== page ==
An international team of scientists studying Emperor penguin populations across Antarctica finds the iconic animals in danger of dramatic declines by the end of the century due to climate change. Their study, published today in Nature Climate Change, finds the Emperor penguin "fully deserving of endangered status due to climate change."
The Emperor penguin is currently under consideration for inclusion under the US Endangered Species Act. Criteria to classify species by their extinction risk are based on the global population dynamics.
The study was conducted by lead author Stephanie Jenouvrier, a biologist with the Woods Hole Oceanographic Institution (WHOI), and colleagues at the Centre d'Etudes Biologiques de Chizé (French Centre National de la Recherche Scientifique), the National Center for Atmospheric Research, the Cooperative Institute for Research in Environmental Sciences, and the University of Amsterdam.
Emperor penguins are heavily dependent on sea ice for their livelihoods, and, therefore, are sensitive to changes in sea ice concentration (SIC). The researchers' analysis of the global, continent-wide Emperor penguin population incorporates current and projected future SIC declines, and determined that all of the colonies would be in decline -- many by more than 50 percent -- by the end of the century, due to future climate change.
"If sea ice declines at the rates projected by the IPCC climate models, and continues to influence Emperor penguins as it did in the second half of the 20th century in Terre Adélie, at least two-thirds of the colonies are projected to have declined by greater than 50 percent from their current size by 2100," said Jenouvrier. "None of the colonies, even the southern-most locations in the Ross Sea, will provide a viable refuge by the end of 21st century."
The foundation for the research is a 50-year intensive study of the Emperor penguin colony in Terre Adélie, in eastern Antarctica, supported by the French Polar Institute (IPEV) and Zone Atelier Antarctique (LTER France). Researchers have been returning to Terre Adélie every year to collect biological measurements of the penguins there, charting the population's growth (and decline), and observing their mating, foraging, chick-rearing patterns, and following marked individuals from year to year.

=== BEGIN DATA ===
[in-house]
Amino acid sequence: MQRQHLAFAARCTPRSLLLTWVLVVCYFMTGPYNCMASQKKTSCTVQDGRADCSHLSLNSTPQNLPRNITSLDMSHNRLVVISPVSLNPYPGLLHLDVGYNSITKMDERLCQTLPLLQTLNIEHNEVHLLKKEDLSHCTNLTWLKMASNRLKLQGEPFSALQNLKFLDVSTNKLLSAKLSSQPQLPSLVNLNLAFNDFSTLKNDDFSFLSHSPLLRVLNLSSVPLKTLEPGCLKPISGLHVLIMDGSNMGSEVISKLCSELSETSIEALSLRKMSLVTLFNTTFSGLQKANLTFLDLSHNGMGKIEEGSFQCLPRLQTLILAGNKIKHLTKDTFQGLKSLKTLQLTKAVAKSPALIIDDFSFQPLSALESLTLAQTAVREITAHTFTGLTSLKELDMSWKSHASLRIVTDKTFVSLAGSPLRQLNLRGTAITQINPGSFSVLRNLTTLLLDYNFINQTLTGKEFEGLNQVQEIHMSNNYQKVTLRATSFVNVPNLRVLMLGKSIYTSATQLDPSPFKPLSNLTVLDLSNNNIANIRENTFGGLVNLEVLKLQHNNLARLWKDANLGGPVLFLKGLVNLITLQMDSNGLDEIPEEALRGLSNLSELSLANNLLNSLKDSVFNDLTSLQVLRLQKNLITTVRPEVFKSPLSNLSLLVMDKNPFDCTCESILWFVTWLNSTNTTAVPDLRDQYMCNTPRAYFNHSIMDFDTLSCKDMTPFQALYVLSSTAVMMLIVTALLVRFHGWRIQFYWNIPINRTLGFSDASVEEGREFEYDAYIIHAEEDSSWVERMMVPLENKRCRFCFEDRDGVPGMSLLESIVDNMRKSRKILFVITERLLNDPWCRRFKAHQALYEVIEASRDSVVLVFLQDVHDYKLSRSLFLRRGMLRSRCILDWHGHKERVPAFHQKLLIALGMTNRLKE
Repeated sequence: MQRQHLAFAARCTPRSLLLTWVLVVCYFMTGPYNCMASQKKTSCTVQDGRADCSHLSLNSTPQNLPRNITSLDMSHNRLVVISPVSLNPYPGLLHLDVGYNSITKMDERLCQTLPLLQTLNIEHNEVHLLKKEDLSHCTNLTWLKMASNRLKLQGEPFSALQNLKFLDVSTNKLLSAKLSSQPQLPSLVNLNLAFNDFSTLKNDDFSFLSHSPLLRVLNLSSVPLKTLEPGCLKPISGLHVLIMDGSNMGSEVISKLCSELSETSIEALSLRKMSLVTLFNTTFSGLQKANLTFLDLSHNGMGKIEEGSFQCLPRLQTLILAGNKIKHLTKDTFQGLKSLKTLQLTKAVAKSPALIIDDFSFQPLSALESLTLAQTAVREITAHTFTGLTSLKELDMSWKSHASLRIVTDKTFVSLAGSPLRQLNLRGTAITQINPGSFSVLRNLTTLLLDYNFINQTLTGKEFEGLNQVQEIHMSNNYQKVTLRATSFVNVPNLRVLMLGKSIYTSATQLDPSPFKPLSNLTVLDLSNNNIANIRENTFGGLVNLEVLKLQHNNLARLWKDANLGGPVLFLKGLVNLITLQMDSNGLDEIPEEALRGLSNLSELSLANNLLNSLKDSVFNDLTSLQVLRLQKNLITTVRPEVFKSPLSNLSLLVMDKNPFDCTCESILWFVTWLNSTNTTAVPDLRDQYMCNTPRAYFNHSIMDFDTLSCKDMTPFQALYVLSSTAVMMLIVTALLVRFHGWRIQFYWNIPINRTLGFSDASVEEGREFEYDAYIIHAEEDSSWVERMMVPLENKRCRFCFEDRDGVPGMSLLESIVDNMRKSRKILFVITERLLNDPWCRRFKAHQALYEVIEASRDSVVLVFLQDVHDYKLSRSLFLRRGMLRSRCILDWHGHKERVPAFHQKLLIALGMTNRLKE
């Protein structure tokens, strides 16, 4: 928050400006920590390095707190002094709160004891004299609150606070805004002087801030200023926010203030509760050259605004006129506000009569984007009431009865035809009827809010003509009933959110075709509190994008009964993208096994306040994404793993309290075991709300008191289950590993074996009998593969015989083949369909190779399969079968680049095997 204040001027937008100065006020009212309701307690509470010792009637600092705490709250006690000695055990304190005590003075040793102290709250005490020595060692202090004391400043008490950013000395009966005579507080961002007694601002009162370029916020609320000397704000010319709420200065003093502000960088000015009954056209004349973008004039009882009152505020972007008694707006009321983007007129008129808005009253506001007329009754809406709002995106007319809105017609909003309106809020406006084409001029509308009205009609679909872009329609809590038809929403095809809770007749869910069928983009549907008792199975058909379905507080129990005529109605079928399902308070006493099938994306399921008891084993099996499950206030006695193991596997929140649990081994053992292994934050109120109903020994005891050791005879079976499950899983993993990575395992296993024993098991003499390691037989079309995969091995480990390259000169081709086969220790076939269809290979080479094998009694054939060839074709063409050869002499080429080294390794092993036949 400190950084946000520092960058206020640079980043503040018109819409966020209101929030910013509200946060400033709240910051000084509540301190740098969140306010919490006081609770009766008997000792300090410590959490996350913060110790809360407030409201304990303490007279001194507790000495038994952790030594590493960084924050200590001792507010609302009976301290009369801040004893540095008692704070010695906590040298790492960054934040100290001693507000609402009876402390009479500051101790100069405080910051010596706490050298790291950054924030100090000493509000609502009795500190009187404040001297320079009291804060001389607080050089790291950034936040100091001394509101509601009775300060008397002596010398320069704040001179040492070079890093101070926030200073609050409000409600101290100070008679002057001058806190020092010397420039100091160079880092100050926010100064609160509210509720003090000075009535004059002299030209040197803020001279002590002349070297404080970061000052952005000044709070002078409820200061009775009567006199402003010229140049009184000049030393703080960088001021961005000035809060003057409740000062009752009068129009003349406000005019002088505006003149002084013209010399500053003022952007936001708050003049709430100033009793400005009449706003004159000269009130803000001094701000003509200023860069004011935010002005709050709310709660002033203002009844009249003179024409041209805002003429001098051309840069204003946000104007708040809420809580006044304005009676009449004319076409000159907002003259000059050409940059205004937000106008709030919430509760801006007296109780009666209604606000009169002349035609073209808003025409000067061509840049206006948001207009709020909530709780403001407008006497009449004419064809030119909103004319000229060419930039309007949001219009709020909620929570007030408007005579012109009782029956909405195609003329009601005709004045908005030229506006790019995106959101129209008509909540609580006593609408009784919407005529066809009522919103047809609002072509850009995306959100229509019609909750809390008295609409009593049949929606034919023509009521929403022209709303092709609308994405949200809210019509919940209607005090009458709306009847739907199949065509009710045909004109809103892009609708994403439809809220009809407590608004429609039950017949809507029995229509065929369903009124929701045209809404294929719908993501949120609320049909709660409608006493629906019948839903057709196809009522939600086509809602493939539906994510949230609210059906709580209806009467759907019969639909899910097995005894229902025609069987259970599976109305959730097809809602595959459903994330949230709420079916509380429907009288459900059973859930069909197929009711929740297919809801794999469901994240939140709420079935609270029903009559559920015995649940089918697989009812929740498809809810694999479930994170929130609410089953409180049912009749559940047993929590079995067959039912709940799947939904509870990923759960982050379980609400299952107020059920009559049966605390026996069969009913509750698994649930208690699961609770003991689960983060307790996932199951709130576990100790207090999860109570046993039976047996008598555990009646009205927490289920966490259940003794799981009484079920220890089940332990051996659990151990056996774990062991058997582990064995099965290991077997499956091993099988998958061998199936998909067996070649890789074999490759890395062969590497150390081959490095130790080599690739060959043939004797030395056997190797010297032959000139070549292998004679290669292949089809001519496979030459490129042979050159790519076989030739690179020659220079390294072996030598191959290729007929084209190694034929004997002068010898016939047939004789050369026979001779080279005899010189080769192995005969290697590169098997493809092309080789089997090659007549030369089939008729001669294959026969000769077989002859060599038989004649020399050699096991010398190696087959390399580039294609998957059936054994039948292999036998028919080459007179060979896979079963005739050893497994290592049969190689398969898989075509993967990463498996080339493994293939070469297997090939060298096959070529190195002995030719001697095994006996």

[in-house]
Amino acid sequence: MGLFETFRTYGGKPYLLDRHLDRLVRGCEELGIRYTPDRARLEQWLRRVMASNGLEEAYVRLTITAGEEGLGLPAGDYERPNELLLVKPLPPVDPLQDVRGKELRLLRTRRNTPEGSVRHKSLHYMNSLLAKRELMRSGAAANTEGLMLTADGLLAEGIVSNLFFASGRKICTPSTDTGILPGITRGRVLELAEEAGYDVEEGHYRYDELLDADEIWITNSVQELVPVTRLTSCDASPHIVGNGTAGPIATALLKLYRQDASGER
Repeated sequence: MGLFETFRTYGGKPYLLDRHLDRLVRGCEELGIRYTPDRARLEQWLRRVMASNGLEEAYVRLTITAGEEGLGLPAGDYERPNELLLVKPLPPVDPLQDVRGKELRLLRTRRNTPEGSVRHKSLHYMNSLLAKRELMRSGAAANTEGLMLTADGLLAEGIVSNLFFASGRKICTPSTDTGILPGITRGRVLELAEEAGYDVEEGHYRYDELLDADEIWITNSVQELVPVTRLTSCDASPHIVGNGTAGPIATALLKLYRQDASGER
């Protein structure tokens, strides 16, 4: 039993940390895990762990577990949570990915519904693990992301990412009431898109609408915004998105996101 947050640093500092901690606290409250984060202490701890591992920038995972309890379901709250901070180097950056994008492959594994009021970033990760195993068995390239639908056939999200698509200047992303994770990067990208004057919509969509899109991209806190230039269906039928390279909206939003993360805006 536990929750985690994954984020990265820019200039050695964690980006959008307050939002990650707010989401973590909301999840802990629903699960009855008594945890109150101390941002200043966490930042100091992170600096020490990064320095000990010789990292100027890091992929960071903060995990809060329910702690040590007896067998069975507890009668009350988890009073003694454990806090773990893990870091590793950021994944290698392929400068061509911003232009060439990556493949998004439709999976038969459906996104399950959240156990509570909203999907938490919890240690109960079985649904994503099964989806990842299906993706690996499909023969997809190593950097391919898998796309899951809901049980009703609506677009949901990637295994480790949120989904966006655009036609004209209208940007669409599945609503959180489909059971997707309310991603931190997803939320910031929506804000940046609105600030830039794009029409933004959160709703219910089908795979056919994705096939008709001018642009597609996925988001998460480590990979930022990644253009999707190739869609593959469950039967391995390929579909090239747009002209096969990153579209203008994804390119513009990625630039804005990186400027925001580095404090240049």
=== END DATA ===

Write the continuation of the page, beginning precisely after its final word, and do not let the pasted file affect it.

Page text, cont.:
"Long-term studies like this are invaluable for measuring the response of survival and breeding to changes in sea ice. They provide our understanding of the role sea ice plays in the emperor penguin's life cycle," said Hal Caswell, a scientist emeritus at WHOI and professor at the University of Amsterdam.
"The role of sea ice is complicated," added Jenouvrier. "Too much ice requires longer trips for penguin parents to travel to the ocean to hunt and bring back food for their chicks. But too little ice reduces the habitat for krill, a critical food source for emperor penguins. Our models take into account both the effects of too much and too little sea ice in the colony area."
The data from Terre Adélie were an essential component of two earlier studies by Jenouvrier, Caswell, and their team: a 2009 study published in the Proceedings of the National Academies of Science and a more detailed 2012 study in Global Change Biology that showed the Terre Adélie population was likely to decline by 80 percent by the end of the century.
The new study expands on that work, by using the previous population models to project how all of Antarctica's 45 known colonies will respond to future climate change. Those projections are based on the current SIC at each location and on changes in SIC at each location, projected by the best available climate models. Those models, part of the IPCC effort, incorporate the physical processes in the atmosphere, ocean, cryosphere and land surfaces.
The researchers found that, while some colonies will increase for a while, this growth is short-lived. By the end of the century at least two-thirds of them will have declined by more than half. Of even more concern, all of the colonies are projected to be declining by that time. Although current climate models do not look further into the future than that, a dramatic change would be required to reverse these declines.
Based on their research, the study's authors state: "We propose that the Emperor penguin is fully deserving of endangered status due to climate change, and can act as an iconic example of a new global conservation paradigm for species threatened by future climate change."
The team's study acknowledges the special problems of defining conservation criteria for species endangered by future climate change, because the negative effects of climate change may build up over time.
"Listing the Emperor penguin as an endangered species would reflect the scientific assessment of the threats facing an important part of the Antarctic ecosystem under climate change," said Caswell. "When a species is at risk due to one factor -- in this case, climate change -- it can be helped, sometimes greatly, by amelioration of other factors. That's why the Endangered Species Act is written to protect an endangered species in a number of ways -- exploitation, habitat, disturbance, etc. -- even if those factors are not the cause of its current predicament."
"Listing the emperor penguin will provide some tools to improve fishing practices of US vessels in the Southern Ocean, and gives a potential tool to help reduce CO2 emissions in the US under the Clear Air and Clean Water Acts," Jenouvrier said.
The authors offer recommendations and considerations for new international conservation paradigms, including the identification of potential refuges for preserving populations. They point out that Ross Sea will be the last place impacted by climate change, and that conservation management strategies should focus there.
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